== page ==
What I Learned About Life from the Death of a Police Officer

Last week I had the privilege of guest blogging on another site.  This week I get to host by own guest blogger.  I think you will like her - in fact, you may not be able to tell us apart.  My twin sister Kristen Koepf Ray had some rather astute observations after attending the funeral of one of the police officers killed here in Dallas on July 7.  The message she got was very timely for our society in general and the global church in particular.  I asked her to share it here.  Maybe you will learn something too.

A few weeks ago, I was honored to attend the funeral service for Senior Corporal Lorne Ahrens, one of the Dallas police officers killed in the line of duty on July 7th during a protest demonstration.  As someone who has lived and/or worked in the Dallas area for the last 18 years, I was deeply saddened and affected by this act of violence.  I did not know Officer Ahrens personally.  The funeral was held at the church where I work, so I decided to attend to pay my respects for this man who gave his life in protection of others.  The 7,000 seat sanctuary was almost full – and a vast majority of those people were uniformed police officers from all over the states.  My co-workers and I met police officers from North Carolina, Illinois, California, Washington – many who took a couple of days off and drove just to be there to pay their respects.  I watched in awe as the Freedom Guard, the police cars, and the police motorcycles lined up and drove out in the processional to the cemetery.  News anchors said it was likely the longest funeral procession in Dallas history.  As I watched the pageantry of it all, I thought to myself that this was a bond that those of us not in police service could never understand.  A bond that compelled officers to drive across the country for someone they didn’t know.  Since then, I have thought about that moment – and I can’t shake another thought.  As Christians, why don’t we have and understand that kind of bond?  Our bond isn’t based on putting our life on the line for others.  Our common bond is the love of Jesus Christ who lost HIS life to save all of us.  That should be the strongest bond of all!  Do we feel this kind of bond with other believers?  Do we show up for each other?  Not just in death, but in life?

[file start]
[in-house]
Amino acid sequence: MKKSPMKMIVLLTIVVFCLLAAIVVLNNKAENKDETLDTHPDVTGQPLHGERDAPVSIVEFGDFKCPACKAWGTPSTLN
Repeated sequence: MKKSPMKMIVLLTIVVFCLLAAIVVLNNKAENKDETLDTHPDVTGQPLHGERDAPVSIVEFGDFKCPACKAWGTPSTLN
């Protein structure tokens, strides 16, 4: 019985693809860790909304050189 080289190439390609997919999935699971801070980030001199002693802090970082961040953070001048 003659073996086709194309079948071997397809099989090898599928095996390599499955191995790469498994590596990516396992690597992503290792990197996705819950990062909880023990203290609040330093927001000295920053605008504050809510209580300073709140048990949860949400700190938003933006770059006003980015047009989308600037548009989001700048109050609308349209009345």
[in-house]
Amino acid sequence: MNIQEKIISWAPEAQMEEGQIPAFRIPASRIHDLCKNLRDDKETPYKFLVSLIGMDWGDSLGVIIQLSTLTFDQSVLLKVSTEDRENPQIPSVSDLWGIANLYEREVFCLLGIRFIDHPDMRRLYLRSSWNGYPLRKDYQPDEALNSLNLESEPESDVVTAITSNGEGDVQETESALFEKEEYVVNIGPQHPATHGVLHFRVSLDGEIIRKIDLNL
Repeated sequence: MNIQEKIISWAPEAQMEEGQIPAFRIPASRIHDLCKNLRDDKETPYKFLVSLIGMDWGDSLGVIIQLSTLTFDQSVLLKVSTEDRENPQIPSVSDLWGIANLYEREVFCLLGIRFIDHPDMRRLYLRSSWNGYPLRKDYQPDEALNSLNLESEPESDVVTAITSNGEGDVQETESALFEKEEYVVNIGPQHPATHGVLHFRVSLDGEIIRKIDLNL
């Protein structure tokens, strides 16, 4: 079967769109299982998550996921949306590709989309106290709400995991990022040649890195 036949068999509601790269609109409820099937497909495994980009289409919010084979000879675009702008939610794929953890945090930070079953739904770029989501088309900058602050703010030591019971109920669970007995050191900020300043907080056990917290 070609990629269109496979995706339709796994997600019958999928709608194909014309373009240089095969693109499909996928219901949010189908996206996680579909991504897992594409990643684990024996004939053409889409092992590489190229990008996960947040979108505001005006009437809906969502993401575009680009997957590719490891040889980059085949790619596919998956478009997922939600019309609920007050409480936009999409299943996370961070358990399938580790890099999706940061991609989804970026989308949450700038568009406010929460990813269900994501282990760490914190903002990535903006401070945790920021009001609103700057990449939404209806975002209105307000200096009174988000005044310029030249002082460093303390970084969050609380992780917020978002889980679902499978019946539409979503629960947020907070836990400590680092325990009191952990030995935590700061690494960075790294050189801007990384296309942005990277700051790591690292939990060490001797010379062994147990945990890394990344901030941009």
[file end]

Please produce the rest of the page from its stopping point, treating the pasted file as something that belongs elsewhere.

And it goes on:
Some Christians and some churches are good at this – being there for each other, living life together.  Some are not.  There are a lot of believers that I love.  There are friends, family, church members, and co-workers that I pray for, spend time with, and/or check in with on a frequent basis.  There are people in my life that I would drop everything and show up for if they needed me.  No matter how far I had to go.  Most of the time.  Then there are those times that I am so wrapped up in myself and what is going on in my little world that I don’t even notice what is going on in the life of others.  The bond in Christ falls prey to my own busyness, trials, distractions…  I can give it a lot of different names, but it all boils down to selfishness.

I am so thankful for the sacrifice of our men and women in blue.  And I am thankful for this reminder of what our bond should look like as brothers and sisters in Christ.  Loving each other and showing up for each other selflessly – could there be any better witness to a searching world?  Lord, forgive me of my selfishness and help me show the lost your love by loving your children better.